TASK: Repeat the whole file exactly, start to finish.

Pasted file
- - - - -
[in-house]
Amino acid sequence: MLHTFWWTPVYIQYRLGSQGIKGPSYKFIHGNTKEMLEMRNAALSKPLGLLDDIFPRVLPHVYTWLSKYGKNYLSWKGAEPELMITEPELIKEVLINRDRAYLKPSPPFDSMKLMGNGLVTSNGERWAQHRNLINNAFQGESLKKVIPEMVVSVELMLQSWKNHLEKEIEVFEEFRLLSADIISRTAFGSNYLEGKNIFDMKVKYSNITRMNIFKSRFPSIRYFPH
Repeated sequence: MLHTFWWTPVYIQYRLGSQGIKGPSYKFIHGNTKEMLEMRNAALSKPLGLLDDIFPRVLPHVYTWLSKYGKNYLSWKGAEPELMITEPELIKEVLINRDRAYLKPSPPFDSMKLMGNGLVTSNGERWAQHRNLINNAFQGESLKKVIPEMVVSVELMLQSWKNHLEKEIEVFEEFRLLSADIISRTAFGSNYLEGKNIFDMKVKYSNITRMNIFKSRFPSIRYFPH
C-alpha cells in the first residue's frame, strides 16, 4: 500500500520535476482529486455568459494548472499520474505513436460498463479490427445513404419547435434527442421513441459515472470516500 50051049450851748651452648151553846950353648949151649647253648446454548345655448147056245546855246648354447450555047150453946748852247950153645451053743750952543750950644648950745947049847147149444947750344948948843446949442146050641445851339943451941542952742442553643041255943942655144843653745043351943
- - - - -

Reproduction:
[in-house]
Amino acid sequence: MLHTFWWTPVYIQYRLGSQGIKGPSYKFIHGNTKEMLEMRNAALSKPLGLLDDIFPRVLPHVYTWLSKYGKNYLSWKGAEPELMITEPELIKEVLINRDRAYLKPSPPFDSMKLMGNGLVTSNGERWAQHRNLINNAFQGESLKKVIPEMVVSVELMLQSWKNHLEKEIEVFEEFRLLSADIISRTAFGSNYLEGKNIFDMKVKYSNITRMNIFKSRFPSIRYFPH
Repeated sequence: MLHTFWWTPVYIQYRLGSQGIKGPSYKFIHGNTKEMLEMRNAALSKPLGLLDDIFPRVLPHVYTWLSKYGKNYLSWKGAEPELMITEPELIKEVLINRDRAYLKPSPPFDSMKLMGNGLVTSNGERWAQHRNLINNAFQGESLKKVIPEMVVSVELMLQSWKNHLEKEIEVFEEFRLLSADIISRTAFGSNYLEGKNIFDMKVKYSNITRMNIFKSRFPSIRYFPH
C-alpha cells in the first residue's frame, strides 16, 4: 500500500520535476482529486455568459494548472499520474505513436460498463479490427445513404419547435434527442421513441459515472470516500 50051049450851748651452648151553846950353648949151649647253648446454548345655448147056245546855246648354447450555047150453946748852247950153645451053743750952543750950644648950745947049847147149444947750344948948843446949442146050641445851339943451941542952742442553643041255943942655144843653745043351943